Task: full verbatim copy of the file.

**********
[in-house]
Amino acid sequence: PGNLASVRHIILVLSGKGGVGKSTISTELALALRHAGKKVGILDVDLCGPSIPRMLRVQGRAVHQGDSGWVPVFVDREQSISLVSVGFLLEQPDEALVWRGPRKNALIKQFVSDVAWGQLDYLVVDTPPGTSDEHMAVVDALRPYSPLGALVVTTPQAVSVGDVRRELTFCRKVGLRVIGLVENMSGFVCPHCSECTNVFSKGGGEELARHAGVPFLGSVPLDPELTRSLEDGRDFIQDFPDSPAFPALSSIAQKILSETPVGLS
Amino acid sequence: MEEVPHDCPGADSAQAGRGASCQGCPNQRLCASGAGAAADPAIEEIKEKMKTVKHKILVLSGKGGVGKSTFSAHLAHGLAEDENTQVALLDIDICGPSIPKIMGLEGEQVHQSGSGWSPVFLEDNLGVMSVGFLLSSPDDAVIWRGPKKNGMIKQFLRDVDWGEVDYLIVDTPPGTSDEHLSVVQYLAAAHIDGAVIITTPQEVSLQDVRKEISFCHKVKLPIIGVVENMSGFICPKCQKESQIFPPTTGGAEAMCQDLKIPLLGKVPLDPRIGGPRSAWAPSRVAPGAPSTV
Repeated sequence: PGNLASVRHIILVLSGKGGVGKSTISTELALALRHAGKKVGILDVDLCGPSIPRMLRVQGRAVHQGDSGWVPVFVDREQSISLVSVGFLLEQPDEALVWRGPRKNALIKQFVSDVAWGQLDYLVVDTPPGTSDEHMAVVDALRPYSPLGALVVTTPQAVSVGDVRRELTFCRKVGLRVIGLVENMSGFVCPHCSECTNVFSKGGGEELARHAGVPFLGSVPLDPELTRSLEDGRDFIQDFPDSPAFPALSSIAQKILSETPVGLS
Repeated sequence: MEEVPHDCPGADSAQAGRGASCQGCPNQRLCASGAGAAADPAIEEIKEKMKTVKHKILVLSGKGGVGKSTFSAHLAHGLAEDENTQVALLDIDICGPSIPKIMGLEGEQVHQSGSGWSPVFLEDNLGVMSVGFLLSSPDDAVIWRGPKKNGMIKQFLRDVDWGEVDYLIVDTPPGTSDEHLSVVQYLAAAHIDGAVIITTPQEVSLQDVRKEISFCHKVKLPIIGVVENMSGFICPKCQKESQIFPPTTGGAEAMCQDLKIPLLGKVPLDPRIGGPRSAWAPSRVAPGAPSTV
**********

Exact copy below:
[in-house]
Amino acid sequence: PGNLASVRHIILVLSGKGGVGKSTISTELALALRHAGKKVGILDVDLCGPSIPRMLRVQGRAVHQGDSGWVPVFVDREQSISLVSVGFLLEQPDEALVWRGPRKNALIKQFVSDVAWGQLDYLVVDTPPGTSDEHMAVVDALRPYSPLGALVVTTPQAVSVGDVRRELTFCRKVGLRVIGLVENMSGFVCPHCSECTNVFSKGGGEELARHAGVPFLGSVPLDPELTRSLEDGRDFIQDFPDSPAFPALSSIAQKILSETPVGLS
Amino acid sequence: MEEVPHDCPGADSAQAGRGASCQGCPNQRLCASGAGAAADPAIEEIKEKMKTVKHKILVLSGKGGVGKSTFSAHLAHGLAEDENTQVALLDIDICGPSIPKIMGLEGEQVHQSGSGWSPVFLEDNLGVMSVGFLLSSPDDAVIWRGPKKNGMIKQFLRDVDWGEVDYLIVDTPPGTSDEHLSVVQYLAAAHIDGAVIITTPQEVSLQDVRKEISFCHKVKLPIIGVVENMSGFICPKCQKESQIFPPTTGGAEAMCQDLKIPLLGKVPLDPRIGGPRSAWAPSRVAPGAPSTV
Repeated sequence: PGNLASVRHIILVLSGKGGVGKSTISTELALALRHAGKKVGILDVDLCGPSIPRMLRVQGRAVHQGDSGWVPVFVDREQSISLVSVGFLLEQPDEALVWRGPRKNALIKQFVSDVAWGQLDYLVVDTPPGTSDEHMAVVDALRPYSPLGALVVTTPQAVSVGDVRRELTFCRKVGLRVIGLVENMSGFVCPHCSECTNVFSKGGGEELARHAGVPFLGSVPLDPELTRSLEDGRDFIQDFPDSPAFPALSSIAQKILSETPVGLS
Repeated sequence: MEEVPHDCPGADSAQAGRGASCQGCPNQRLCASGAGAAADPAIEEIKEKMKTVKHKILVLSGKGGVGKSTFSAHLAHGLAEDENTQVALLDIDICGPSIPKIMGLEGEQVHQSGSGWSPVFLEDNLGVMSVGFLLSSPDDAVIWRGPKKNGMIKQFLRDVDWGEVDYLIVDTPPGTSDEHLSVVQYLAAAHIDGAVIITTPQEVSLQDVRKEISFCHKVKLPIIGVVENMSGFICPKCQKESQIFPPTTGGAEAMCQDLKIPLLGKVPLDPRIGGPRSAWAPSRVAPGAPSTV